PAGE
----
We are now ready to see how one number can be used to represent two chess moves. We select a number in the Table A range such that it satisfies the equation Num = Low + Single, where ‘Low’ refers to the lower bound of the range in Table A and ‘Single’ refers to the single number in Table B.  The two moves thus represented are (a) the move that is associated with the Table A range, and (b) the move associated with the Table B number.

For example, suppose that the first move is represented in compass notation as “King N 1” and the second with “Queen’s Rook E 2”.  From the chart above, we see that the first move is associated with the range 1 to 317 so we want to select one of the numbers in that range in order to refer to this first move.  Since the second move is associated with the single number 103, the number we are looking for is found by solving the trivial equation Num = 1 + 103 which is 104.

When ‘104’ is transmitted by telegraph the sender is charged for one word and the receiver, who also has a copy of the table, finds the first move by locating that number in the Table A range and the second move by subtracting the lower bound of that associated range from 104 and then looking up that result in Table B.  As an exercise, you can verify that the number 3887 represents the two moves “Queen N 3” followed by “King’s Rook W 7” since 3887 = 3793 + 94.

Anthony wanted to limit his system to numbers of 5 digits or less because those numbers were charged as a single word by the telegraph office.

Here is an 1834 game played between McDonnell and La Bourdonnais followed by the moves of that game in both compass notation as well as Anthony’s numeric Figure Code notation.


Compass Notation and Figure Codes

If you had the full chart you could determine that the first number 87842 refers to McDonnell as player ‘E’ and La Bourdonnais as player ‘n’; and the last number 59362 represents the final knight move followed by resignation.

Anthony referred to his verbal alternative to the numeric system as the Word Code, which required the construction of a 99,255-word cipher dictionary to be constructed as 315 large pages where each page held 315 words of ten letters or less, again because that was the length limit set by the telegraph office for the cost of one word.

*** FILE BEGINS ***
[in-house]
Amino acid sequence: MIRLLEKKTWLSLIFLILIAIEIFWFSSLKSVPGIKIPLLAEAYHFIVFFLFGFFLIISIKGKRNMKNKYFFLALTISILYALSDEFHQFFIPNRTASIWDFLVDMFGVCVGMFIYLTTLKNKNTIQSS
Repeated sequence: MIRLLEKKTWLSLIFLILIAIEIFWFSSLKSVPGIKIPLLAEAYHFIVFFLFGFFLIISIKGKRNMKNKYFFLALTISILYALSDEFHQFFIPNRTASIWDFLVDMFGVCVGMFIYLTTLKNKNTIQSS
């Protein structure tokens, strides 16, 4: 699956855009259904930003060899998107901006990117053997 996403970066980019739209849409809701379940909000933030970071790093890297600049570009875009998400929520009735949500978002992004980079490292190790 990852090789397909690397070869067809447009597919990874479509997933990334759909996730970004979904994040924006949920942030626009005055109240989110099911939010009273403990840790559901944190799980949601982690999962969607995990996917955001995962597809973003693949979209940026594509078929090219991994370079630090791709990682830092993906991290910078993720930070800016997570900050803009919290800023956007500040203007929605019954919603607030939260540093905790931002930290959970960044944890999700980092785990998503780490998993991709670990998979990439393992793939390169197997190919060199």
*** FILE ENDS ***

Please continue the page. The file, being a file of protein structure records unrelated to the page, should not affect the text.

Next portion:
The words were to be taken from any of the languages Dutch, English, French, German, Italian, Latin, Portuguese or Spanish.  Anthony only constructed one such page due to the sheer effort of such an undertaking, and appealed to the world of chess to assist him in the completion of this dictionary.  A sample of his page is shown below, the use of which is simpler than his Figure Code above.

Each of the 315 pages represents one of the compass moves or one of the additional pieces of information as previously discussed for the Figure Code.  The example page below is for the move “King N 1”, which can be seen at the top of the page.   Any word from this page of the dictionary refers to this as the first of the two-move sequence.  The second move is indicated by which specific word is selected from the page.  Thus, the word ‘Abecquer’ not only designates “King N 1”, but also “Queen’s Rook E 2” as can be seen below.  These are the same two moves I illustrated above with the Figure Code number 104.

Edwyn Anthony's Word Code

I do not know if anyone ever helped Anthony complete his multilingual chess cipher dictionary, and I did not find any evidence that his numeric Figure Code ever caught on.  Sadly for him, his work was completely unnecessary.

By 1890 the Gringmuth notational system was already in use in which each square on the board was named by a consonant-vowel syllable and a single move was represented by concatenating two such syllables, the first for the source square and the second the destination square.  For example, White’s king knight move Nf3 could be represented as the single word ‘KAHI’, where ‘KA’ is the syllable naming the g1 square and ‘HI’ is the name of f3.  Concatenating two moves would allow the transmission by telegraph of one 8-letter word, thus falling within the ten-letter limit set by the telegraph office.

But neither Anthony’s system nor the Gringmuth could transmit more than two moves at the cost of one word.  Anthony even wrote, “We consider it a practical impossibility to devise a system which would enable more than two moves to be sent at the cost of one word.” 

The web, of course, has made the cost of playing an entire game virtually free.